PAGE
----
When my students come back after half-term with some facts about their pieces, and a brief biography, I will collate all the information into a main programme for the concert (including my own programme notes, of course!). This may be an amateur event, but I feel it is important to do it “properly” to create a sense of occasion for my students, who have, by and large, worked very hard this year. The concert is, as always, a celebration of that hard work, and a chance to share music with family and friends.

Schubert: Sonata (Sonatina) – For Piano And Violin No. 2 In A Minor, Op. Posth. 137, D. 385: I. Allegro Moderato

Strauss, Richard : Violin Sonata in E flat major Op.18 : I Allegro, ma non troppo

[You need Spotify to listen to these tracks. Free to download and use. Spotify.com]

Drawn from yoga exercises, this sequence of warm up exercises for the pianist was devised by pianist and teacher Penelope Roskell.

Start each exercise from a ‘neutral’ stance – i.e. feet hip-distance apart, shoulders down, spine and pelvis in a neutral position, chest lifted and open, chin parallel to the ground – and keep all movements natural and free.

1. The Swing. Swing the arms forward and back, allowing the arms to fall back through their own momentum/gravity. You can be as energetic or gentle as you like. After a few minutes, your hands should start to feel warmer.

2. Empty Sleeves. Imagine you are wearing a coat but without your arms in the sleeves. With your arms hanging by your sides, twist your body slightly from side to side. Your arms should swing freely, following your torso, as you turn—one wrapping around your body in front, the other back, like coat sleeves flapping in the wind.  Keep your shoulders, elbows and wrists relaxed at all times. Increase the movement to extend the swing and start to engage your feet and knees too.

3. The Monkey. Bend forward slightly and let your arms hang loosely in front of you. Swing your arms across your body at hip, chest and shoulder height. Gradually increase the movement, and notice how the opposite foot starts to engage in the move as well. Again, you can make this move as energetic or as gentle as you like.

4. Shoulder Drop. Inhale deeply (“thoracic breathing” – you should feel your chest expand noticeably as you breathe) and as you do, raise your shoulders towards your ears without tensing the neck. Hold the pose for a moment and then exhale, as if you are trying to push all the air from your lungs, while allowing your shoulders to drop down. Repeat five times.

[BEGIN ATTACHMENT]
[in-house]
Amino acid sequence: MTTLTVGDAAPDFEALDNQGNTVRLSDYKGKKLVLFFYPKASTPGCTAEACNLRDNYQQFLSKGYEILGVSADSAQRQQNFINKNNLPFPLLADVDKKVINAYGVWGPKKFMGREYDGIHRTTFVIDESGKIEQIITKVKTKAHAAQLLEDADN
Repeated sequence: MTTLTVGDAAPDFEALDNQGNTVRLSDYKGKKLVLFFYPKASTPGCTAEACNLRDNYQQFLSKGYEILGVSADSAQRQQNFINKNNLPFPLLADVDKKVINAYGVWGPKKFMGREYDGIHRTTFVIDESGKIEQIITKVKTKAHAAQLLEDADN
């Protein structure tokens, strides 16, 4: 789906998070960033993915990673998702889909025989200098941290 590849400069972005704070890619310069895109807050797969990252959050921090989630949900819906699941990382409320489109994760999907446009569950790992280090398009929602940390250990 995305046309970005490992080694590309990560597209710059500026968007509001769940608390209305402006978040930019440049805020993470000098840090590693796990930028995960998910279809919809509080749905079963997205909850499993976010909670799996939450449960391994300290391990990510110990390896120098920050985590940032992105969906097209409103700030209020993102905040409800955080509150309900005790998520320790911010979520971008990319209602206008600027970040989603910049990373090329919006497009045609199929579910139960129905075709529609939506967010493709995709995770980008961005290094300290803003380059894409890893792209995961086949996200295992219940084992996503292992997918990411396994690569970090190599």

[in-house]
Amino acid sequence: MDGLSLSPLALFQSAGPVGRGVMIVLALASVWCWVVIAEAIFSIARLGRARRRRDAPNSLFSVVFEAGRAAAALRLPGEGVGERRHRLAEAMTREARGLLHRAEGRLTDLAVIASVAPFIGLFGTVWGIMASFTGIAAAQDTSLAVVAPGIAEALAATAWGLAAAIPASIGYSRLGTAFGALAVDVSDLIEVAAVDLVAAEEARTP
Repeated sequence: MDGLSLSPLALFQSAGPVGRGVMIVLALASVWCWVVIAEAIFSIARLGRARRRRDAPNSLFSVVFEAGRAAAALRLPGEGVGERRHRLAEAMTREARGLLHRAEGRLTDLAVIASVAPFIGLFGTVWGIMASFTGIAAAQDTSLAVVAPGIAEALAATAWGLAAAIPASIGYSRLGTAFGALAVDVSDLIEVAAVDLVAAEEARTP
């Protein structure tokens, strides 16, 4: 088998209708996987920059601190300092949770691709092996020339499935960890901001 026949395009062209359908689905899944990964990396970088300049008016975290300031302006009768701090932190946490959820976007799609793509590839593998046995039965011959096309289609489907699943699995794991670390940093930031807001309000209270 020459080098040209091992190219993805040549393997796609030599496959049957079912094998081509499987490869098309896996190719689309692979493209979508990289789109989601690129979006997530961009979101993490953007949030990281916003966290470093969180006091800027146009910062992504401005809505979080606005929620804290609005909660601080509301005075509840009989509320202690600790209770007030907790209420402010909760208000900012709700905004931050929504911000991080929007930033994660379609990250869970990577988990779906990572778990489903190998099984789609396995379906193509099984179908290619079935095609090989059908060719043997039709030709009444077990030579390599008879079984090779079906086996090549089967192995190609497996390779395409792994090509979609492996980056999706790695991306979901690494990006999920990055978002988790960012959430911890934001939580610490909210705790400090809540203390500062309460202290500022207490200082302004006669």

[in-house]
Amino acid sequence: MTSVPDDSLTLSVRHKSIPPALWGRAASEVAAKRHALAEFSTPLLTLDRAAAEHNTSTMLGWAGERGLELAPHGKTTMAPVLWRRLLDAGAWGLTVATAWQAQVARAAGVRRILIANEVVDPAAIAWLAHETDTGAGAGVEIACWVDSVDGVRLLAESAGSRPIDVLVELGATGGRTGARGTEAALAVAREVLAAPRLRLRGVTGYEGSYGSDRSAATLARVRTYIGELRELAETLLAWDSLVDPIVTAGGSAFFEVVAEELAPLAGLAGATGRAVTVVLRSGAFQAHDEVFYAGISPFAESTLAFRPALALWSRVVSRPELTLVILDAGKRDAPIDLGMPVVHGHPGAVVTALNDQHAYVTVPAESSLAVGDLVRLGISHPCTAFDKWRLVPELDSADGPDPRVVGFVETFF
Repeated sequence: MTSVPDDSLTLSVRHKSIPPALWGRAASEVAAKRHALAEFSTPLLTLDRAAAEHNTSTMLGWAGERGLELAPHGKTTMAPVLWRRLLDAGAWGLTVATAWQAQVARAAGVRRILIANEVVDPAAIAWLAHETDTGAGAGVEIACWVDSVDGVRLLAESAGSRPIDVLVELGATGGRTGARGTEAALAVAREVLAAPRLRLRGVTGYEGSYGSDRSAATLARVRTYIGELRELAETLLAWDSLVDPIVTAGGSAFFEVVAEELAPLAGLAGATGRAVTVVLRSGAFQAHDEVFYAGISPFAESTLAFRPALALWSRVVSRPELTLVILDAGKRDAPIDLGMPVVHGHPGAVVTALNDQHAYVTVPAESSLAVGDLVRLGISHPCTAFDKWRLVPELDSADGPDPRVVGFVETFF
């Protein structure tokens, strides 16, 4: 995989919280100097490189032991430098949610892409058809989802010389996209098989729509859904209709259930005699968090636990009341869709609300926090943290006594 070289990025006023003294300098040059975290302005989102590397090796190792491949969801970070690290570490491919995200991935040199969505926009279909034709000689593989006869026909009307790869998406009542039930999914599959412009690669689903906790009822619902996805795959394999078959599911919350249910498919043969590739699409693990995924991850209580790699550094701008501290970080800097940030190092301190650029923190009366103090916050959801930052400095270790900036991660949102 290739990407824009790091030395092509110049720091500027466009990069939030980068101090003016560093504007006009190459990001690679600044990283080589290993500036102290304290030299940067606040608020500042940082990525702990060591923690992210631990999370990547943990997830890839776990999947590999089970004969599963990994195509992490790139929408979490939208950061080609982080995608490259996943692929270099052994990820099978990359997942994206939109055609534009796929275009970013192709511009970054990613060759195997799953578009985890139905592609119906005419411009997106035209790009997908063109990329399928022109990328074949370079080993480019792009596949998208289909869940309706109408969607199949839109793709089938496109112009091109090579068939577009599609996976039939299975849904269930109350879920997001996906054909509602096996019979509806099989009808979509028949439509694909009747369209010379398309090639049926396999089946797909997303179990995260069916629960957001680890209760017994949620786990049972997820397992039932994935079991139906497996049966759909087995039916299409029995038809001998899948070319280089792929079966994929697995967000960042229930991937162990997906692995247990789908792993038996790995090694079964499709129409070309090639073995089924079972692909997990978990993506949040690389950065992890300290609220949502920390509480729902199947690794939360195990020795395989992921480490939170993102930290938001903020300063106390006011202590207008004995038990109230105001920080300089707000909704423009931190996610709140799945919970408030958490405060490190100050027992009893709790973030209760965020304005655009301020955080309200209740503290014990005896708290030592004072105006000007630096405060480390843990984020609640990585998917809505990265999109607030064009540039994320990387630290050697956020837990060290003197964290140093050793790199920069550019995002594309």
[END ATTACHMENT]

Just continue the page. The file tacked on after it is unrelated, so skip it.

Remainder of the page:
5. Shoulder Roll. Exactly as described. Roll your shoulders forwards and up, then backwards and down, with your breath.

6. Softening the feet and legs. With your feet planted firmly on the floor, start to shift the weight from heel to toe and back again, one foot at a time. Again, gradually increase the movement and walk around the room, making sure each step is carefully planted.

7. Neck Circles. Allow your chin to rest on your chest and slowly rotate the head gently from side to side, ear to ear, in a half-circle move. Repeat a few times, being very gentle as the head comes back to the starting position.

8. Hand stretch. Hold the back of one hand in the palm of your other hand and bend it forward at the wrist. Then bend the wrist back keeping fingers and arms straight.

Balance

As with any physical exercise, work within your limits and stop immediately if you are in pain. These exercises are also very helpful in alleviating the effects of performance anxiety.

Resources:

Yoga for Musicians – DVD by Penelope Roskell with Catherine Nelson

Musicians’ injury – whose responsibility? ABRSM article

The International Society for the Study of Tension in Performance

British Association for Performing Arts Medicine

 

A post on Gretchens Pianos inspired this one!

My grandfather played the piano, mostly Methodist hymns and his favourite bits of Bach, Beethoven and Haydn. I suppose I was always aware of it and probably messed about on his piano, an Edwardian upright, which was on the left as you went into the front room (kept for Sundays and special occasions) when we went to visit. The piano stool was full of interesting song sheets and hymnals, friable and speckled with age, with that special antique smell, like the musty reminiscence of an old church….. My younger uncle also played the piano, passably well, while my eldest uncle was a fine amateur violinist. There was often music in my grandparents’ house, live and on the ‘gramophone’ (as it was called).